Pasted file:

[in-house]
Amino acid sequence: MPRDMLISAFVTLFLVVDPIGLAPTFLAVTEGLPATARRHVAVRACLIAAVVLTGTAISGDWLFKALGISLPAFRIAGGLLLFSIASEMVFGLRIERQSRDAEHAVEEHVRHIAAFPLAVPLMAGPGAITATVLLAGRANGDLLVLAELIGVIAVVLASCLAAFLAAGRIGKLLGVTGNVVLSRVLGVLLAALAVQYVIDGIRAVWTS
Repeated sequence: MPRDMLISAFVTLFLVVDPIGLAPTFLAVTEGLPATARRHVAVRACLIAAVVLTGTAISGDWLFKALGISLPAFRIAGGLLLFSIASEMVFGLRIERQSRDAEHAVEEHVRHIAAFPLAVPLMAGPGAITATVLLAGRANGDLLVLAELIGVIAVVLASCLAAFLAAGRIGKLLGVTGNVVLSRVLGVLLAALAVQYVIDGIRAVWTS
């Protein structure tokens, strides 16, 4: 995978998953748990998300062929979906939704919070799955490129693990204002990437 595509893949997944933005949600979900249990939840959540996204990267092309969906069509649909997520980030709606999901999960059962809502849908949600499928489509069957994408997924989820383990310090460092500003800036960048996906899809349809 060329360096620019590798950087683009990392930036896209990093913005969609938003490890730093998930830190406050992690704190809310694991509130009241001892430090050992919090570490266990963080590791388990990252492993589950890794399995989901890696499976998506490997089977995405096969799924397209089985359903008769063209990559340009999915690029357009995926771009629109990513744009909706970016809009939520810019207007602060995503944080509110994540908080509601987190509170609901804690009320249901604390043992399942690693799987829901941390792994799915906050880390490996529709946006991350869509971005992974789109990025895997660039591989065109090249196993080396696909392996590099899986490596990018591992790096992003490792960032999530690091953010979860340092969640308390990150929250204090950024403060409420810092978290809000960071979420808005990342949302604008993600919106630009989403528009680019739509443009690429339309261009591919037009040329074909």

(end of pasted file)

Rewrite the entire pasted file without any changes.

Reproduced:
[in-house]
Amino acid sequence: MPRDMLISAFVTLFLVVDPIGLAPTFLAVTEGLPATARRHVAVRACLIAAVVLTGTAISGDWLFKALGISLPAFRIAGGLLLFSIASEMVFGLRIERQSRDAEHAVEEHVRHIAAFPLAVPLMAGPGAITATVLLAGRANGDLLVLAELIGVIAVVLASCLAAFLAAGRIGKLLGVTGNVVLSRVLGVLLAALAVQYVIDGIRAVWTS
Repeated sequence: MPRDMLISAFVTLFLVVDPIGLAPTFLAVTEGLPATARRHVAVRACLIAAVVLTGTAISGDWLFKALGISLPAFRIAGGLLLFSIASEMVFGLRIERQSRDAEHAVEEHVRHIAAFPLAVPLMAGPGAITATVLLAGRANGDLLVLAELIGVIAVVLASCLAAFLAAGRIGKLLGVTGNVVLSRVLGVLLAALAVQYVIDGIRAVWTS
């Protein structure tokens, strides 16, 4: 995978998953748990998300062929979906939704919070799955490129693990204002990437 595509893949997944933005949600979900249990939840959540996204990267092309969906069509649909997520980030709606999901999960059962809502849908949600499928489509069957994408997924989820383990310090460092500003800036960048996906899809349809 060329360096620019590798950087683009990392930036896209990093913005969609938003490890730093998930830190406050992690704190809310694991509130009241001892430090050992919090570490266990963080590791388990990252492993589950890794399995989901890696499976998506490997089977995405096969799924397209089985359903008769063209990559340009999915690029357009995926771009629109990513744009909706970016809009939520810019207007602060995503944080509110994540908080509601987190509170609901804690009320249901604390043992399942690693799987829901941390792994799915906050880390490996529709946006991350869509971005992974789109990025895997660039591989065109090249196993080396696909392996590099899986490596990018591992790096992003490792960032999530690091953010979860340092969640308390990150929250204090950024403060409420810092978290809000960071979420808005990342949302604008993600919106630009989403528009680019739509443009690429339309261009591919037009040329074909």